2. Run following command from the debugger:

.logopen "C:\debug.log" then hit <ENTER> key

!htrace -enable 0x20000 then hit <ENTER> key

Note:  By default, Windows Vista, Windows Server 2008, Windows 7 and Windows Server 2008 R2 keep a history of 4000 handles open and close operations. 

With !htrace you can enable to keep a much higher history by doing the following:

!htrace -enable 0x20000

In this example, we are increasing the handle history to 131072 (decimal, 0x20000 hexadecimal)

!htrace –snapshot then hit <ENTER> key

g then hit <ENTER> key

3. Now, let the process run until the number of handle has increased a lot and gotten high.

Final htrace log

1. Break into debugger with Keyboard keys (Ctrl+Break)

2. Run following commands:

!htrace –diff then hit <ENTER> key

.logclose then hit <ENTER> key

.detach then hit <ENTER> key

3. Close WinDbg

Now complete the following actions once you have gotten your final htrace log

1. If high handle count is with wmiprvse, download the latest version of the Windows Sysinternals tool Process Explorer. http://technet.microsoft.com/en-us/sysinternals/bb896653.aspx

2. Find the instance of wmiprvse.exe with high handle count and right click on it and bring up the properties sheet. Click on the WMI Providers tab and document the listed providers

3. If the WMI Service was the process with the high handle count, then dump out the WMI service process which should be wmisvchost.exe per previous directions and all instances of wmiprvse.exe using procdump. If it is wmiprvse.exe that is exhibiting the high handle count, then only need to dump out that instance and nothing else.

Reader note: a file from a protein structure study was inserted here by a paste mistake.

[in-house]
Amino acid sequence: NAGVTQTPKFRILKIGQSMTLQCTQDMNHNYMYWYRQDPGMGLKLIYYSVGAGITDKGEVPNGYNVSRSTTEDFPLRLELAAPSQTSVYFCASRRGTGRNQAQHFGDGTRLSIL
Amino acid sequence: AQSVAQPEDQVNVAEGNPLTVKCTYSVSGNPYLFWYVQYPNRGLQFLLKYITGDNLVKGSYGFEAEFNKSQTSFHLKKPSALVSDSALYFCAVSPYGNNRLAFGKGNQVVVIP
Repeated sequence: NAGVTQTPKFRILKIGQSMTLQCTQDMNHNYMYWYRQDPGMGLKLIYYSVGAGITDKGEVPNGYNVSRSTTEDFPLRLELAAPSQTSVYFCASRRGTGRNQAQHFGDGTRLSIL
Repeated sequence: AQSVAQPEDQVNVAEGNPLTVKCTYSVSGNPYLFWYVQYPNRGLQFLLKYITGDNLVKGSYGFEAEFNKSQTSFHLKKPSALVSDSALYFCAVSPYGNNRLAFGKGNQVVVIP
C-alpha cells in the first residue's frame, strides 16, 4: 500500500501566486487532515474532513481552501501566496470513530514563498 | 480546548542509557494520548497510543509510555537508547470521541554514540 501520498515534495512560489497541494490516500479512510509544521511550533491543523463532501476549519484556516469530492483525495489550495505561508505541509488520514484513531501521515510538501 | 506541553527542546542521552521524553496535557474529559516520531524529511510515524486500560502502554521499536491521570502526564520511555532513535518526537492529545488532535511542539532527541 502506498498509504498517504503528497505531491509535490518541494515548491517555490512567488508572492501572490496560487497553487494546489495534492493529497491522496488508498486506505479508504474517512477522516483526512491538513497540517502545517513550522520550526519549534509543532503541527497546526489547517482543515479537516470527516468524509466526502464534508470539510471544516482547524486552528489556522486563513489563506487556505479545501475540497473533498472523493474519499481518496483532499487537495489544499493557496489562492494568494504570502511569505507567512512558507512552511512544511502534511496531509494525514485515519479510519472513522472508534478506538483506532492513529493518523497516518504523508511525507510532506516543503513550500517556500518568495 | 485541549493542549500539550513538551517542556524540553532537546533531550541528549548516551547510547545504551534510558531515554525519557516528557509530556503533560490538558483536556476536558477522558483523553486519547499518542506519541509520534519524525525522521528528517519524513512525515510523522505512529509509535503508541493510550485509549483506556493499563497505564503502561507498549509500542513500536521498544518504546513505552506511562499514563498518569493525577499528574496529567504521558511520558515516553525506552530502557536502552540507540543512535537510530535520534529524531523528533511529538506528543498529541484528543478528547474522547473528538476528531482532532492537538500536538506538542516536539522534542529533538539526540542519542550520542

a. Download Windows Sysinternals tool called Procdump from URL: http://technet.microsoft.com/en-us/sysinternals/dd996900.aspx

b. Open a command prompt with elevated or administrative rights and change to the directory were you saved Procdump

c. Open Task Manager and add the PID column view then go locate the instance of wmiprvse.exe with high memory usage and note the PID

d. Run the following command: procdump –ma <PID>

e. Note: Replace <PID> with actual PID you documented for instances of wmiprvse.exe and/or wmisvchost.exe as it applies based on directions above

4. Stop Perfmon logging

5. Do a complete memory dump of the machine

At this point with data in hand you will want to open a Support Incident with Microsoft to get the data analyzed to help determine cause of high handle count.

Please reference this blog and the following TAG when you open the Support Incident Case with Microsoft, as it will help the engineer understand what actions have been taken or followed and well help us track the effectiveness of the blog.

TAG = WMITBLOG

-Jeffrey Worline

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  • Here is a script to increase the count using Powershell

    $config = gwmi -Class "__ProviderHostQuotaConfiguration" -Namespace root
    $config | select -Property * -ExcludeProperty __* | ft -AutoSize
    $config.HandlesPerHost = 8*1024
    $config.Put()